Warner Bros. // 2000 // 150 Minutes // Not Rated
Reviewed by Judge David Rogers (Retired) // August 22nd, 2000
"First off, we'd like to thank Jethro Tull for not releasing an album this year..."
All legalities aside, Metallica remains one of the most aggressive bands in music, and continues to show why they're one of the pack leaders with their latest offering. Metallica: S&M succeeds on several fronts, both musically and in the disc authoring department. The result is a double disc set containing a quality transfer of a one hundred fifty minute concert with multiple audio tracks for every minute, plus a good selection of additional material for the fans who will be eager to enjoy this set.
Metallica's previous DVD set, Metallica: Cunning Stunts is a definition for how to present music and concerts in the DVD format. S&M is the fruit of one of the more original projects the world of mainstream music's seen in a while. While orchestral arrangements meeting the energy and appeal of Rock are not new, metal bands have not made it a habit to so tightly interweave their metal with classical symphony. The resulting music, combining the San Francisco Symphony under the direction of composer Michael Kamen with the band's growling energy, is unique, interesting, and certainly worthy of enjoying.
Not content merely to hand over music, the band got in touch with Michael Kamen (composer credits: the Lethal Weapon series, Highlander, What Dreams May Come), who's had a presence in rock music before. With his help, new compositions that wove the orchestra into the metal were created, and delivered unto the members of the San Francisco Symphony. After some practice and rehearsal, the doors were thrown open, the recording gear was readied, and the rest has been captured for fans everywhere to enjoy.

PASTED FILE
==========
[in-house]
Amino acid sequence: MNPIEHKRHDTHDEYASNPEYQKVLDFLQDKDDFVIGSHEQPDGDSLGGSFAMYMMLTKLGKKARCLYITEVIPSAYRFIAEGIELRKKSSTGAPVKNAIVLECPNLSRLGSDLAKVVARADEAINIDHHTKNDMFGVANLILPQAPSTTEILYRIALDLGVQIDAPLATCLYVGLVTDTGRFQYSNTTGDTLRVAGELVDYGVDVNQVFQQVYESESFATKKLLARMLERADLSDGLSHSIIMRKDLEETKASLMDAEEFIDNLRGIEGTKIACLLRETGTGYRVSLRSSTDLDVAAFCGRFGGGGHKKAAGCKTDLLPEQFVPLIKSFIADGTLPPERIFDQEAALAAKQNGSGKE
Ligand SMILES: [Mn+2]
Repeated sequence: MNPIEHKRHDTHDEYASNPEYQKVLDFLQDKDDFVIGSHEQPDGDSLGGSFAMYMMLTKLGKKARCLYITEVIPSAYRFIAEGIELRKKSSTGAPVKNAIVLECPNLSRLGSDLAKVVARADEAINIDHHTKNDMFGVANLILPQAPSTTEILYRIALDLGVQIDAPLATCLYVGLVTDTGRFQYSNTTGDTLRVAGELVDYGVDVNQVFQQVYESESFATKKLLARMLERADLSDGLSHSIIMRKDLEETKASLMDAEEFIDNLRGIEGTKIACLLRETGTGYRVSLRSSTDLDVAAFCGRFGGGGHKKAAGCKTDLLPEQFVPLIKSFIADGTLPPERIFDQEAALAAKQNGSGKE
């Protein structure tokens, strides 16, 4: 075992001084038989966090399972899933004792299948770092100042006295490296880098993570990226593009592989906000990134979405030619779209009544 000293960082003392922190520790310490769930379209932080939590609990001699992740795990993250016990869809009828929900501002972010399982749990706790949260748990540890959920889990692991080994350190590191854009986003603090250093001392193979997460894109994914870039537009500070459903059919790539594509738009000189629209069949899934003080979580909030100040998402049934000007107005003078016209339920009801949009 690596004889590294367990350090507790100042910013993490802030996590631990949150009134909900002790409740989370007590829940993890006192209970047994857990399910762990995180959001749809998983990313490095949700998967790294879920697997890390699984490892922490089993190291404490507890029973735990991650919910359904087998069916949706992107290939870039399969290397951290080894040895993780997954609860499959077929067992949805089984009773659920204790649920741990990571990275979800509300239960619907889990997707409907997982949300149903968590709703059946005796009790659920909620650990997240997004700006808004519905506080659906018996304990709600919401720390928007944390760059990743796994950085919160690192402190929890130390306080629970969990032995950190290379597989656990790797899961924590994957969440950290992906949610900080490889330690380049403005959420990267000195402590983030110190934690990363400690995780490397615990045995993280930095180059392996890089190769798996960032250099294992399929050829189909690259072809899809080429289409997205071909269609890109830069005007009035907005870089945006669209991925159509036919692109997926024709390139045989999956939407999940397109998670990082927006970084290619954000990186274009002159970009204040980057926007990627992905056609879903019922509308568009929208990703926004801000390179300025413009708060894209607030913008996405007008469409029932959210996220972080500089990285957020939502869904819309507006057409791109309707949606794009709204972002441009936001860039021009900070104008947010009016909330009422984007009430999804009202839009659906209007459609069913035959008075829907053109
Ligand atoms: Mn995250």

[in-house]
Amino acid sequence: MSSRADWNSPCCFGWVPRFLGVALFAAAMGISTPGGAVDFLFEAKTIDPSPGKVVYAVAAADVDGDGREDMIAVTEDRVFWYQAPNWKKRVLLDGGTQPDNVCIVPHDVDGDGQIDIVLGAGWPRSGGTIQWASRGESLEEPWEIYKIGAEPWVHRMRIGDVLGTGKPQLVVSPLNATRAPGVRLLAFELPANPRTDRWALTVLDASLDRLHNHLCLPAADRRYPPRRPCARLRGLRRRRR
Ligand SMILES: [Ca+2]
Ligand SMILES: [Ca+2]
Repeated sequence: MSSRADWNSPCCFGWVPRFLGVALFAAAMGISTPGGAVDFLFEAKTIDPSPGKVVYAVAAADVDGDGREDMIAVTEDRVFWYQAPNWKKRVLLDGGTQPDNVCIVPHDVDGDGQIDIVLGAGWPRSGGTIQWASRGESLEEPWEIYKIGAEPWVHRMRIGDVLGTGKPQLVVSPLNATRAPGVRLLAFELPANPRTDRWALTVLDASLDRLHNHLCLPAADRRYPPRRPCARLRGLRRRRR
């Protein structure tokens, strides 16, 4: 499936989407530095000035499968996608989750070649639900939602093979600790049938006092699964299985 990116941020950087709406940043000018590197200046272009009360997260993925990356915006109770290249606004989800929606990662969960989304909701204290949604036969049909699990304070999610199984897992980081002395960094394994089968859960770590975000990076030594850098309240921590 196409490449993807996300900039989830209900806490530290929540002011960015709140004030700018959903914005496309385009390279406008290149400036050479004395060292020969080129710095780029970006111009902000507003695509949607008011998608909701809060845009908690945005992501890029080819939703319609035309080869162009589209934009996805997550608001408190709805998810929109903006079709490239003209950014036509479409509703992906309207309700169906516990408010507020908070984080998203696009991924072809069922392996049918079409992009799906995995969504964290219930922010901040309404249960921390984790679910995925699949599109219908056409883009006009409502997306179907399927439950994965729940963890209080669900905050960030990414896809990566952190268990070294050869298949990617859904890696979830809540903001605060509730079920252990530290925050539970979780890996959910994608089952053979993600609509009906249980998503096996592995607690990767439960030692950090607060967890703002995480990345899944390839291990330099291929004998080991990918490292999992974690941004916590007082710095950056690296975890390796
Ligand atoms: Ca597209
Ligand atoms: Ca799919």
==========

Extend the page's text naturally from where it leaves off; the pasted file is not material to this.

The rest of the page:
As with Cunning Stunts, S&M issues from under the umbrella of Warner Music. If they keep putting out music DVDs like this, the other music companies are going to find themselves sorely lacking in market share by the time they stop badgering the online community about MP3s. First up, the transfers. The video is uniformly excellent, though it is perhaps a touch or so less than Cunning Stunts. Black levels are even and deep, colors crisp and vibrant. Lighting, shadows, frenzied fans, blitzing band members, all come through the compression process wonderfully. There are no instances of picture degradation. As this transfer originates from recently created masters, there's absolutely no reason for it to lack in anyway. It does not.
The audio is even better. There are four separate audio tracks included for the full length of the concert. The first is the Dolby Digital track, delivering 5.1 sound of the performance. This is a marvelous audio track. The energy of the performance comes through clearly. Obviously, the more musically inclined your speakers are, the better a concert will sound, but even on basic home theater audio packages, these discs lacks nothing. Surrounds add in crowd and ambiance, and lows don't overuse the sub to the point of distraction. The soundfield has a good sense of space, a feeling of expansiveness, and fills the room. The orchestra and band are well mixed, neither really overpowering the other, both elements discernable and they're to be enjoyed.
Not stopping there, the discs deliver a solid stereo track of the concert, which still sounds great. Then separate audio tracks break out the band, and the symphony, in isolation. You can listen to just Metallica, or to the orchestral arrangement, without having to hear through the other half.